Huge Chicharito and Dos Santos fan! -- I want to learn more!
June 27, 2011 5:34 AM   Subscribe

As a new futbol/football fan, what do I need to know about the different leagues? (esp. ManU!) -details enclosed

So I usually always just follow the World Cups.. but after a few Chicago Fire matches, the Gold Cup and my desire to follow Manchester United.. I want to learn more about all the different leagues and competitions. So my questions :

- What international tournaments are the best to follow?
- Should I watch friendlies? Where would I find a friendlies schedule?
- What league does ManU play in and when do they start play (I got confused on their schedule when I looked it up on their website : ( )
- In Europe, does each country have their own leagues that compete against each other then there is an overall European league?
- What else should I know?

Thanks for your help! Sorry for being such a noob! : )
posted by xicana63 to Sports, Hobbies, & Recreation (26 answers total) 4 users marked this as a favorite
There'll be lots more useful info to come, I'm sure, but here's a little bit.

Manchester United play in the English Premier League. Manchester is a city in England. It's probably the most prestigious, or at least the most lucrative league in the world. The prominent teams change over time - there's a list of them here:

There are lots of historic rivalries between various teams. I'll just note that people are very, very possessive over their favourite team and leave it at that.
posted by Magnakai at 6:20 AM on June 27, 2011

- The World Cup and the European Championships.
- No, they're a complete waste of time.
- English Premier League.
- Yes every country has it own league system and for the most successful clubs there are several European club competitions including the Champions League - which is actually a knock out cup in the latter stages.
- Never say 'futbol' ever again.
posted by joannemullen at 6:29 AM on June 27, 2011 [2 favorites]

Each country has its own "A" league. The best club teams from this league enter into the Champions League tournament which comprises teams from all over europe. These Champions League games take place throughout the season, generally on Tuesdays and Wednesdays. Domestic league games generally take place on Saturdays and Sundays.

The most popular domestic league in the world is England's Premier League, where Man U play. Spains La Liga, Italy's Seria A and Germany's Bundisliga are also quite popular.

People will have a lot of debates regarding whether Champions League or domestic league play is more exciting or important. People will also have preferences in terms among the styles of play prevalent among the different domestic leagues.

In addition to Champions League, there are domestic cups in each country, which have a tournament format as opposed to the table format of the domestic leagues. Going into these cups will just overwhelm you at this point I think. There is also a poor man's Champions League called the Uefa Cup - the teams not good enough to qualify for Champions League can qualify for this (it's like the NIT tournament I guess).

I'm just curious, why did you choose Man U? I don't think it's too late for you to reconsider your decision. I suggest Tottenham.

A couple links:

beginner's guide to european soccer
An American's Guide To European Soccer And How It Relates To The USA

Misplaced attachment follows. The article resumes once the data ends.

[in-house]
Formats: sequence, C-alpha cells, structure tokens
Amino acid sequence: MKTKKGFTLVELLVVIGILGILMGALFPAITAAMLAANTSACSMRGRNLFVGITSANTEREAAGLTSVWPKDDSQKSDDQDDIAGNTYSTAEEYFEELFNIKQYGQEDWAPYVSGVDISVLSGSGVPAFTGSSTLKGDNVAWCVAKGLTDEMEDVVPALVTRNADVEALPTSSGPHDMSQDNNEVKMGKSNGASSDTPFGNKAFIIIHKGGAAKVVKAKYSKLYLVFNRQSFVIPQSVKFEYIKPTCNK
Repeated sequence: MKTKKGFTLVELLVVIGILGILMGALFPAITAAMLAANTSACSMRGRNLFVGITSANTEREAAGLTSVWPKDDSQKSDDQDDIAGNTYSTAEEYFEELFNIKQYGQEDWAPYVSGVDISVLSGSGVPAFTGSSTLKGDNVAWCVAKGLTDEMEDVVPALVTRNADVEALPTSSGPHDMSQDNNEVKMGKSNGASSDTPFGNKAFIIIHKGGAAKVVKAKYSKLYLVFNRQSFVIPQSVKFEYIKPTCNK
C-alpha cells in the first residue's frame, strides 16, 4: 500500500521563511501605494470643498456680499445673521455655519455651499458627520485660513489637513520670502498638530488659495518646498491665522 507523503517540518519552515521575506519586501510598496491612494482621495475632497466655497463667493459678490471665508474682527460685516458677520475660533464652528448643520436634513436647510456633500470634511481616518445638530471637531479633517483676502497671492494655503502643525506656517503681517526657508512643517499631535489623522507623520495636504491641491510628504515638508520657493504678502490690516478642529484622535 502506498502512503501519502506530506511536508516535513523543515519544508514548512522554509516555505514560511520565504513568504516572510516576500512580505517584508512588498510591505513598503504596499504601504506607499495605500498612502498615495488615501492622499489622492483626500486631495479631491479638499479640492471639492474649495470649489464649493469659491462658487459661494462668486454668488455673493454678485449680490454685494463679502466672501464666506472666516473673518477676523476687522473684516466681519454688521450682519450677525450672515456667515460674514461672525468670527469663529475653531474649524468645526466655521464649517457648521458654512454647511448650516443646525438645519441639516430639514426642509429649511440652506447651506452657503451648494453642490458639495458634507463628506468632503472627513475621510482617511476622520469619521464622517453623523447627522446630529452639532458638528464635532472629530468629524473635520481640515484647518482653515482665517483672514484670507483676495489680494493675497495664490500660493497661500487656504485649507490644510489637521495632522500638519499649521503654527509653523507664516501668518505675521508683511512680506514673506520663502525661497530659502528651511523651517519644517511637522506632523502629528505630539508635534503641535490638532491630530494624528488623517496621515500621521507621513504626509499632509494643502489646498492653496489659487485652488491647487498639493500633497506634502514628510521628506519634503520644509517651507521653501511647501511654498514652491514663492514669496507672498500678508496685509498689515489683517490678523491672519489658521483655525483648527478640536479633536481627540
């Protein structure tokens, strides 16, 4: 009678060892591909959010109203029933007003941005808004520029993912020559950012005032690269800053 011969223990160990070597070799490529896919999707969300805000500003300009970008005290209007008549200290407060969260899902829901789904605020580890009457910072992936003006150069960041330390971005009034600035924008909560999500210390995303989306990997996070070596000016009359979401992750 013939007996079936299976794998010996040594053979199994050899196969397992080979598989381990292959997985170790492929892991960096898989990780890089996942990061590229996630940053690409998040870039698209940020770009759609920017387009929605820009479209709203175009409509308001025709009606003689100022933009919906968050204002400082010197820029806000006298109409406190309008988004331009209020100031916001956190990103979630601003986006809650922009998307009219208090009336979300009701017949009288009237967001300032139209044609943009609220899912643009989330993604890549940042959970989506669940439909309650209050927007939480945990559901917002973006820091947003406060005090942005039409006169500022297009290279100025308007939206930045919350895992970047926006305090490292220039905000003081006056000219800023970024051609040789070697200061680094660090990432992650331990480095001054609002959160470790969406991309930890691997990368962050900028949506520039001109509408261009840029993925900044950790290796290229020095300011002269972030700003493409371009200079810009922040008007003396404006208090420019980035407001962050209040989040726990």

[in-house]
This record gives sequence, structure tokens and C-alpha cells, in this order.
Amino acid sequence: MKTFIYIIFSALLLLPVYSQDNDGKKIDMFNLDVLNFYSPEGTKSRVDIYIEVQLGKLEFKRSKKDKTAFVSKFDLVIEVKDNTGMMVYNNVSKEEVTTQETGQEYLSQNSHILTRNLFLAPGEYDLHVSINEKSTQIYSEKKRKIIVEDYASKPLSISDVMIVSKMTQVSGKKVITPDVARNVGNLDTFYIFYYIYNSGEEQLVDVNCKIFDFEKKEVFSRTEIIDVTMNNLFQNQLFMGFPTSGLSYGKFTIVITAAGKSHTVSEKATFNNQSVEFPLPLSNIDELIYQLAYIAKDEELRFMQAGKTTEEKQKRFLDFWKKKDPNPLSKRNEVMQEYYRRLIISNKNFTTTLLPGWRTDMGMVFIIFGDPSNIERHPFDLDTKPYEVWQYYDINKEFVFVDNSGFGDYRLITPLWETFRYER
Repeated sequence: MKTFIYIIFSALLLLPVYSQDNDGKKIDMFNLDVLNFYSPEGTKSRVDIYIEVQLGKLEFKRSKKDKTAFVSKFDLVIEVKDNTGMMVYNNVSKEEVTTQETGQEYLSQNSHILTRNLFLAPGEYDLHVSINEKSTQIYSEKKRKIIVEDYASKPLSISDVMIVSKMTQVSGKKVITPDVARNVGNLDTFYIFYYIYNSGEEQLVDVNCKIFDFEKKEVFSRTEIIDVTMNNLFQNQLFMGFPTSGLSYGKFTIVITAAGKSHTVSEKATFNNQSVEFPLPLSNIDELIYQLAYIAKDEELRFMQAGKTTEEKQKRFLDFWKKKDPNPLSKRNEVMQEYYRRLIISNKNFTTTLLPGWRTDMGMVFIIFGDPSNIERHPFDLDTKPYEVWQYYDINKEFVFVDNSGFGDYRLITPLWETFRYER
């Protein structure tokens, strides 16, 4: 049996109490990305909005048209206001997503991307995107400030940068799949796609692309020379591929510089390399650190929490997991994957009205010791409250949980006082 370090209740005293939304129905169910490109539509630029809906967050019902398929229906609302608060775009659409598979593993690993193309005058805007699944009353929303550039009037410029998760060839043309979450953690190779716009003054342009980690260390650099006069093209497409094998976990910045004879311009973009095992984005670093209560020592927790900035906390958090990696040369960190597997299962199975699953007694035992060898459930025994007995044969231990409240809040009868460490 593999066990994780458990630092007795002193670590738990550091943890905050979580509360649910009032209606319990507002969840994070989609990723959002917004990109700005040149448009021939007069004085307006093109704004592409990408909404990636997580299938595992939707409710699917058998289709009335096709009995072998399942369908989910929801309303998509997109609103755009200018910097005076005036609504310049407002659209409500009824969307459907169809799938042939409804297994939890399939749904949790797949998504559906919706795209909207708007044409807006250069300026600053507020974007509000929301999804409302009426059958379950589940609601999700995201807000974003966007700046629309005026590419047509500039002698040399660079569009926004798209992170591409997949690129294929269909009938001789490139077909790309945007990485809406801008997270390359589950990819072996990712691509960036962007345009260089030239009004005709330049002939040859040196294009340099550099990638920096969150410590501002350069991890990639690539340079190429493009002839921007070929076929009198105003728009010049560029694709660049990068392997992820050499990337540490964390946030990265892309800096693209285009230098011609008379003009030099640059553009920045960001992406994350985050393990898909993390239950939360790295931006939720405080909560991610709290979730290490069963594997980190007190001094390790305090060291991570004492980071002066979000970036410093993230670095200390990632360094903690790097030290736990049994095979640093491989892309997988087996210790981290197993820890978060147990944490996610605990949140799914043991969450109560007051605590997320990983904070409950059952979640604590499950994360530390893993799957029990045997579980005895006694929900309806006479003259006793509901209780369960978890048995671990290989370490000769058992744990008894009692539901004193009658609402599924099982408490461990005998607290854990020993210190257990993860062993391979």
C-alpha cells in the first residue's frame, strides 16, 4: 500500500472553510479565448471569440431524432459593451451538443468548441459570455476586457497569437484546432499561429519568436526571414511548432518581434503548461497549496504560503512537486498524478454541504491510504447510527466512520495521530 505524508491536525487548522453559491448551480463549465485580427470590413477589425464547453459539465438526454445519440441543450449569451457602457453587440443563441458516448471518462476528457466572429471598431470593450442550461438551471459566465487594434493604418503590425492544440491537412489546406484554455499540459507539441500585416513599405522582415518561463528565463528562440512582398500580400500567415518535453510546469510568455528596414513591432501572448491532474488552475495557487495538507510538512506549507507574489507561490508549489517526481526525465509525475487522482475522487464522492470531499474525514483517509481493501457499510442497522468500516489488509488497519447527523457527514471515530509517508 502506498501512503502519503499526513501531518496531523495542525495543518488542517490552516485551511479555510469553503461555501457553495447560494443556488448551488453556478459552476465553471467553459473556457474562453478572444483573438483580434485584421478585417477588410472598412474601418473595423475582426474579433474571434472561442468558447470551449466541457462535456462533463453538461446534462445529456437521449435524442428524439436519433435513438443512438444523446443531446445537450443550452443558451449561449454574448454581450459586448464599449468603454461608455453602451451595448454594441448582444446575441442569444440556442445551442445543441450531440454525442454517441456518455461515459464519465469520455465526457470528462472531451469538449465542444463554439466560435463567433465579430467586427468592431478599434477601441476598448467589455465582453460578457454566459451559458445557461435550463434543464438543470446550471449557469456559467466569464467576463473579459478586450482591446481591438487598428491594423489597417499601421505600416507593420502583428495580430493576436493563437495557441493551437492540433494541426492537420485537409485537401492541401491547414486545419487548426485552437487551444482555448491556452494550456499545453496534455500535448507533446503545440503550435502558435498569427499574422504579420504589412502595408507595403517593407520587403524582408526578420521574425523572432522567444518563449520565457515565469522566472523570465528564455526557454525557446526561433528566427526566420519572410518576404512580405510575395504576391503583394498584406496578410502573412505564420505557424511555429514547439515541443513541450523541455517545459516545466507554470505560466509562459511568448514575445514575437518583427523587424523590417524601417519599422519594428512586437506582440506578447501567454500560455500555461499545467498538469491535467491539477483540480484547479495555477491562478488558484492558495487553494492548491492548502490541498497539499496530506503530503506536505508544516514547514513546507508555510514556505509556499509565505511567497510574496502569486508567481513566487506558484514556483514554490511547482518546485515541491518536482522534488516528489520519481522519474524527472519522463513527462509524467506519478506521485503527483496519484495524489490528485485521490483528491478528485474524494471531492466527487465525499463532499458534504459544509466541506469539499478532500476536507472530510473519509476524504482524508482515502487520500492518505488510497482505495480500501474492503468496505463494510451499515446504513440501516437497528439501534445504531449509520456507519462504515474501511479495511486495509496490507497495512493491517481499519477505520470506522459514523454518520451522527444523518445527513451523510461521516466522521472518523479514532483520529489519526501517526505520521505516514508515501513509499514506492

I am excited for you!
posted by beisny at 6:30 AM on June 27, 2011 [3 favorites]

Man U plays in the Premier League against other English teams. They play for the FA Cup. Other than friendlies, the other game's you'd see them play would be for UEFA's Champions League, which I never understood to be a league, technically speaking, but I guess that's sort of a semantic point. That's where Man U would play other European powerhouses, like Barcelona some weeks back. But yes, Barcelona plays most of its game in Spain's league, La Liga. The Premier League likely is the best league going right now, although fans of Barcelona and Madrid might feel differently. Other top leagues, possibly in order, are Italy's Serie A, Germany's Bundesliga, and France's Ligue 1.

I think friendlies are of interest when you're, say, a U.S. soccer fan, as they give you a chance to see some foreign stars, although some will sit those games out.

If you go to the link Magnakai provided, I bet you'll see when the 2010-2011 Premier League season ends/ended, and when the 2011-2012 season starts.

If you want to see some real talent up close, it's easy to take a vacation to London and find seats at a stadium a short train ride out from the capital. Reading is one I've taken advantage of, to see Arsenal. Getting tickets to Arsenal, Chelsea, or even Fulham. You could probably get tickets to Reading-Man U if you stayed on top of when they were made available.

(On preview, sorry for duplicative info, but some of it will be 'new'.)
posted by troywestfield at 6:31 AM on June 27, 2011

The three "biggest" international tournaments are held every 4 years:
  • The World Cup, obviously; the next one will be in 2014 in Brazil.
  • The Euro Cup, which is more or less the Gold Cup equivalent for UEFA, the European confederation; the next one will be 2012 with Poland/Ukraine hosting.
  • The Confederations Cup, where the winners from all of these confederation competitions go to (so Mexico has qualified by winning the Gold Cup); that'll be in 2013 in Brazil.
You should also play close attention to the UEFA Champions League and the Europa Cup, which are the closest thing to a cross-country club league you're going to get.